Program to Help Unaccompanied Immigrant Children Partially Terminated

NEW YORK – The Department of Homeland Security ends a program that gave minors fleeing violence in Central America an opportunity to come to the United States.

The Central American Minor Program was offered to children even if they were not able to attain refugee status. It was started in 2014 under former President Barack Obama. It was created as a response to a flood of unaccompanied minors who arrived at the U.S. border with Mexico hoping to be welcomed in to the United States.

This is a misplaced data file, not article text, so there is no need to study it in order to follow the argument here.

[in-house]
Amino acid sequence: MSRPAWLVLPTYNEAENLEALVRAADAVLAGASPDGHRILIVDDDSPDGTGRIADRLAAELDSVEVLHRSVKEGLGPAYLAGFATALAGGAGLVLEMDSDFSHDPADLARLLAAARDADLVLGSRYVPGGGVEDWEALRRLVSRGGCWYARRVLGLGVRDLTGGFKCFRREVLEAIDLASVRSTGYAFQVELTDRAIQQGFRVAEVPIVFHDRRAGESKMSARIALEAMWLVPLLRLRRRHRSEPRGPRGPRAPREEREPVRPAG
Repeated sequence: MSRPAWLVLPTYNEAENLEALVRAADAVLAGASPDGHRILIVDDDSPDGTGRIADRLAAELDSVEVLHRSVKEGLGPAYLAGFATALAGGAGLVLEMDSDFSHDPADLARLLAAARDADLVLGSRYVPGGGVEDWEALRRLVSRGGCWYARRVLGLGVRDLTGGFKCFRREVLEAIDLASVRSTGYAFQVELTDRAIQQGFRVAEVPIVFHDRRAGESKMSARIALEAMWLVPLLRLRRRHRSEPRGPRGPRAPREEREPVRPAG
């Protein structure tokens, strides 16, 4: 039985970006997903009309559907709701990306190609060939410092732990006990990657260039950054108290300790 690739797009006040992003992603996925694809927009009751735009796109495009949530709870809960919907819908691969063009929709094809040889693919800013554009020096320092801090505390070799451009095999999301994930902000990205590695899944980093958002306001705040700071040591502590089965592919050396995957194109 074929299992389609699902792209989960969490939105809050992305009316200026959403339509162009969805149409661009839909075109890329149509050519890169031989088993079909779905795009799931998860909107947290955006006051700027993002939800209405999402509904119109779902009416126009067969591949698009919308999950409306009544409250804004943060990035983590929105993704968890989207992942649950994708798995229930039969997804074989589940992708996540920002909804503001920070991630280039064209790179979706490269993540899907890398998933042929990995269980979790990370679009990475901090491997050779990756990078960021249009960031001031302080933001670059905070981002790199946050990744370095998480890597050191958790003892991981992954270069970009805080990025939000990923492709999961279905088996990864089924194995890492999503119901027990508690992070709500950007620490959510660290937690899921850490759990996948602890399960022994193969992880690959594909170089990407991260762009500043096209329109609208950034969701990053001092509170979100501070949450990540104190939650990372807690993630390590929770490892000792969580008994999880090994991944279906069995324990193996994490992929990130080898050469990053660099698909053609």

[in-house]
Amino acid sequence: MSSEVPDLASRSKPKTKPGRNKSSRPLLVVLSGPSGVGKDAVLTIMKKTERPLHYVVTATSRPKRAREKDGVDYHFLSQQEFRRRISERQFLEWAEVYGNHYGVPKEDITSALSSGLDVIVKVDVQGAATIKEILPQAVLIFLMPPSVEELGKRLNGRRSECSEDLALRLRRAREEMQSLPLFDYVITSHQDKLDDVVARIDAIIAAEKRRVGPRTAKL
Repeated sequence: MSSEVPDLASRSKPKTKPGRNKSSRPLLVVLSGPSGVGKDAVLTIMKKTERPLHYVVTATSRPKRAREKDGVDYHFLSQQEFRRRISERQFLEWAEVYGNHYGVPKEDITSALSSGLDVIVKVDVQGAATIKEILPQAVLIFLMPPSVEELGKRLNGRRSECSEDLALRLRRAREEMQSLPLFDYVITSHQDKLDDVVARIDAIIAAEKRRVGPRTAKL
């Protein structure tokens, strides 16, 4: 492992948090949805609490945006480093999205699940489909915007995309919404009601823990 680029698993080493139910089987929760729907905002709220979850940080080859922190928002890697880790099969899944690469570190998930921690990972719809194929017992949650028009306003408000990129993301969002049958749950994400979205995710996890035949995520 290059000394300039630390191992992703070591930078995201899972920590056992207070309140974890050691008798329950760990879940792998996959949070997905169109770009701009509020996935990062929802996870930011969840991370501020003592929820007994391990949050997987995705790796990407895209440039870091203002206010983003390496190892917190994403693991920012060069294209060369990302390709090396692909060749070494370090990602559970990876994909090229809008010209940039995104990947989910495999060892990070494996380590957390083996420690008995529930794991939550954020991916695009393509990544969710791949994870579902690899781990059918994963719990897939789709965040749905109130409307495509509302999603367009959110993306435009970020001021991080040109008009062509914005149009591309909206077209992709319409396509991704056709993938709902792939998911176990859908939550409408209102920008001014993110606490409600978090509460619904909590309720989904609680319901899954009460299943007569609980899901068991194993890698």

In order to stem the flow of children making the dangerous journey to the U.S. – Mexico border, the Obama administration created the program to allow children under 21 with parents lawfully in the United States an opportunity to apply for refugee resettlement without having to leave their home country.

Those children who did not qualify for refugee resettlement could then apply for humanitarian parole which would still allow them in to the country legally. That portion of the program was eliminated.

An executive order signed by President Donald Trump in January led to the termination of that part of the program.

As of early August 2017, 1,500 children had been accepted in to the United States through the CAM program, according to the State Department.

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